Danielle Collins, Prince of Wales Hospital - Interventions & seating options for pressure management
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Danielle Collins, Prince of Wales Hospital - Interventions & seating options for pressure management

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Danielle Collins, Occupational Therapist, Seating Clinic, Prince of Wales Hospital delivered the presentation at 2013 Reducing Avoidable Pressure Injuries Conference. ...

Danielle Collins, Occupational Therapist, Seating Clinic, Prince of Wales Hospital delivered the presentation at 2013 Reducing Avoidable Pressure Injuries Conference.

The 2013 Reducing Avoidable Pressure Injuries Conference featured a comprehensive case study led program covering topics such as prevention of pressure injuries during the surgical patient journey and in people with Spinal Cord Injuries, meeting Standard 8, translating research into clinical practice and more.

For more information about the event, please visit: http://www.informa.com.au/pressureinjuries13

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Danielle Collins, Prince of Wales Hospital - Interventions & seating options for pressure management Danielle Collins, Prince of Wales Hospital - Interventions & seating options for pressure management Presentation Transcript

  • Prepared by Danielle Collins and Victoria Sim Occupational Therapists Prince of Wales Hospital Seating Clinic September 2013 More than just a chair: The role of a seating clinic in pressure injury prevention and management
  • Outline What is Seating Clinic? How & what do we assess? Interventions & seating options for pressure management Case Studies
  • What is Seating Clinic?
  • Our Clients People with ‘complex seating’ problems – have or are at risk of developing postural problems or pressure sores. People from any diagnostic group eg.MS, Spinal Injury, Stroke, Cerebral Palsy People from any geographical area – but we are a hospital based service
  • 4 Seating Clinic Process: Assessment and goals setting with client Fabrication / fitting of seating solutions, Trials Review, Modification, Ongoing review, application for funding. Client centred goals
  • Seating Anatomy 101 IT = Ischial tuberosity GT= Greater Trochanter Sacrum Coccyx ASIS = anterior superior iliac spine
  • The initial assessment –2 hrs History- whole of day approach Discussion of problems identified by client and referrer Discuss pressure injury history Postural assessment Pressure mapping if appropriate
  • 7 Postural Assessment Hands on assessment – In wheelchair – Lying on plinth – Sitting on edge of plinth – Reflex / spasm pattern – Pain – Functional seating needs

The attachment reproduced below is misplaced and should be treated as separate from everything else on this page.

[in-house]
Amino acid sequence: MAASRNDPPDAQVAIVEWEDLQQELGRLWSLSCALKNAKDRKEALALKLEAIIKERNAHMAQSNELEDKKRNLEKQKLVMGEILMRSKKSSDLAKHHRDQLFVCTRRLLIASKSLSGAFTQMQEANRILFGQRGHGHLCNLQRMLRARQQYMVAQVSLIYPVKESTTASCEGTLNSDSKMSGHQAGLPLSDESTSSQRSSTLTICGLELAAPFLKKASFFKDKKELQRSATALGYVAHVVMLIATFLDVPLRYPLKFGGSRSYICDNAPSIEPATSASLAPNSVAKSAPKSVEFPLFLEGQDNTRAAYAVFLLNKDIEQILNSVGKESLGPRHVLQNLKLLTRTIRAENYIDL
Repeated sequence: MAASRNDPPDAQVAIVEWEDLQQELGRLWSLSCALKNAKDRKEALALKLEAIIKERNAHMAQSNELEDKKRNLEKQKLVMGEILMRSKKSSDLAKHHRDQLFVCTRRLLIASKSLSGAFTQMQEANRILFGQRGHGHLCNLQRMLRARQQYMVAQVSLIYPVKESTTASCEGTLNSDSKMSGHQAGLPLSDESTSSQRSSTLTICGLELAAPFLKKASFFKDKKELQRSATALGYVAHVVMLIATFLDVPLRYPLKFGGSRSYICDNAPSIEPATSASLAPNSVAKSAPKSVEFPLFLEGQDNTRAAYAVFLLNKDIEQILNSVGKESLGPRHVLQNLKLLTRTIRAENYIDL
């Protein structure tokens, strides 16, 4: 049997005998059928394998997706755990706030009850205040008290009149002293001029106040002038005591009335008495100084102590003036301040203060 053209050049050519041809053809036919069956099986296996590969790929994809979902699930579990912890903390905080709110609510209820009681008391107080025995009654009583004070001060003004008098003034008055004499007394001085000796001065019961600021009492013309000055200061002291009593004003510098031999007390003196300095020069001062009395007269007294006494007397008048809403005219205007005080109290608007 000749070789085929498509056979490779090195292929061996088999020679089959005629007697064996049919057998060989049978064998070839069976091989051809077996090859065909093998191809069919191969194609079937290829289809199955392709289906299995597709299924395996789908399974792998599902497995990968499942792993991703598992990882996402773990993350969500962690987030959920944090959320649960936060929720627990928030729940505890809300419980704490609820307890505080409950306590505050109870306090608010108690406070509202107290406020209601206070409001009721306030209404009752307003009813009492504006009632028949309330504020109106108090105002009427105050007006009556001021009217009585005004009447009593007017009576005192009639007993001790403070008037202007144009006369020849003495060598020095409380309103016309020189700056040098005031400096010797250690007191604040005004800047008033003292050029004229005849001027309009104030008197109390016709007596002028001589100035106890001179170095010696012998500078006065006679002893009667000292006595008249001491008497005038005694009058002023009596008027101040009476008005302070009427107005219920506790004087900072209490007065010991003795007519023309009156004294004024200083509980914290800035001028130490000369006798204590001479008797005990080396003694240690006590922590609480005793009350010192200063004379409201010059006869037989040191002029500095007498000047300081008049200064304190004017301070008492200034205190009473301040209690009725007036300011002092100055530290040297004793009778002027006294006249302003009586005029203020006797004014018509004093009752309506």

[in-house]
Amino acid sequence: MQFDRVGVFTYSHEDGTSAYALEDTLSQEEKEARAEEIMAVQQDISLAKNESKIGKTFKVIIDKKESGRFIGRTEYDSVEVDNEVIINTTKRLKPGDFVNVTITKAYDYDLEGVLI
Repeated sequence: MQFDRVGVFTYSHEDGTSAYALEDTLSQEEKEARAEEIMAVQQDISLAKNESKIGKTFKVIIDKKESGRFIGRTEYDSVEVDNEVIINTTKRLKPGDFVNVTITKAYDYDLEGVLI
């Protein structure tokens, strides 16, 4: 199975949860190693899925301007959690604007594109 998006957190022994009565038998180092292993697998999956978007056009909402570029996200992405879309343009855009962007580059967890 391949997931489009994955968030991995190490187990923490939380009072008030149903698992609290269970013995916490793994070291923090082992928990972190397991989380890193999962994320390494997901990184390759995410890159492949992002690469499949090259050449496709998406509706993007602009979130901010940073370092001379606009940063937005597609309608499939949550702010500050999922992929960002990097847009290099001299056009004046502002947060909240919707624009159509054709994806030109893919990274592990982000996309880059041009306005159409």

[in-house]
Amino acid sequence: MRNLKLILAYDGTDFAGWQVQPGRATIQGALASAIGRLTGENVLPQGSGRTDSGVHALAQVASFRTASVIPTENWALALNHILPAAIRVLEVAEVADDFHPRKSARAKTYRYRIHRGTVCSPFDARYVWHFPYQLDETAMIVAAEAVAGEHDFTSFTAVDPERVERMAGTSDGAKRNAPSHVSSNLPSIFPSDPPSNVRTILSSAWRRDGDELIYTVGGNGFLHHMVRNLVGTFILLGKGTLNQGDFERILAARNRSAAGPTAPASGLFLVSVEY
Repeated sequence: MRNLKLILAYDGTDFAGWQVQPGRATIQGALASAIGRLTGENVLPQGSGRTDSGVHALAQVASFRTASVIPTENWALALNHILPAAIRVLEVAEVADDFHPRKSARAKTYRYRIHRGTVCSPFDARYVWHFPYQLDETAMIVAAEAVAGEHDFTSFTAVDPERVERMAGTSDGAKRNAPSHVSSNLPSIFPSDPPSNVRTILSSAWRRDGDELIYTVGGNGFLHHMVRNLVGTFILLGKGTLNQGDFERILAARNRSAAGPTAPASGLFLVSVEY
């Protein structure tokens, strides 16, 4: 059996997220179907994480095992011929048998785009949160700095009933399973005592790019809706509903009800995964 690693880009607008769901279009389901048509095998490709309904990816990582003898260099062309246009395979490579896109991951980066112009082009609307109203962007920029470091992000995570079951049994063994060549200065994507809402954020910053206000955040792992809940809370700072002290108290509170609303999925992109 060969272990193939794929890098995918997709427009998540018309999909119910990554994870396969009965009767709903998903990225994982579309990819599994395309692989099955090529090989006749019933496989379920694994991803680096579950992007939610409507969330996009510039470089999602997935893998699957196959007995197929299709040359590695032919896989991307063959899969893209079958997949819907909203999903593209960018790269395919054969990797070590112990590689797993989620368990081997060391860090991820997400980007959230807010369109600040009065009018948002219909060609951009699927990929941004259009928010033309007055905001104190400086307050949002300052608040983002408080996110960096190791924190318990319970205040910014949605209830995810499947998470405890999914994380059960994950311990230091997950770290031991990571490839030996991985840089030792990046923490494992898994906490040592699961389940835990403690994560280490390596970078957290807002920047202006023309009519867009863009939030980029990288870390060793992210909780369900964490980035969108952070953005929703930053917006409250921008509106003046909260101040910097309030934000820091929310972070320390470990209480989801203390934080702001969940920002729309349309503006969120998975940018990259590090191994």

• Pressure Ax- More than just a chair! Seating system- cushion and backrest Commode Other seating surfaces Posture and postural changes Transfers Sitting time- total Clothing choices Pressure relief techniques Spasm Moisture
  • Intervention Cushions- commercial and customised Backrests- commercial and customised Education on pressure relieving techniques Pressure mapping
  • Solutions- Commercial Cushion Off the shelf Modified
  • 11 Solutions- Commercial Backrests Off the shelf Modified
  • 12 Examples of customised mods
  • Case Study- Trish
  • T4 AIS A paraplegic since 2000 following a fall PMHx: diabetes, chronic back pain Lives rurally with daughter, carer and carer’s partner Previously independent with manual wheelchair mobility History of pressure injuries to left IT and GT Previous surgical intervention(2008)- debridement, VAC dressing and skin graft- 1year hospital admission Background
  • Presenting problems Sacrum- stage 2Left GT- stage 4
  • Problems identified History of poor skin integrity, scar tissue and tethered areas Multiple pressure injuries- no safe lying surface but prone Variable compliance with bedrest secondary to shoulder and neck pain and difficult due to hip contracture Conservative management vs surgical management Difficult home situation Risk of further skin breakdown if return to seating in manual wheelchair
  • Bedrest positioning
  • Skin post procedures- ready for seating!
  • Once healed- equipment explored No more manual wheelchair seating Power wheelchair trials- problems! Cushion trials and pressure mapping Education around pressure relieving techniques Seating options
  • Thinking beyond the chair…. Neuro psych involvement to ensure safe to make decisions Specialised wheelchair set up- PWC with tilt, seat to back angle on chair set to maintain skin integrity Sitting times monitored and capped at 2 hours at a time Not to sit everyday- continue with prone bedrest Pressure relieving regime- using tilt in PWC Safe transfer methods- sling, slide sheets, patslide Mattress upgrade Prone trolley options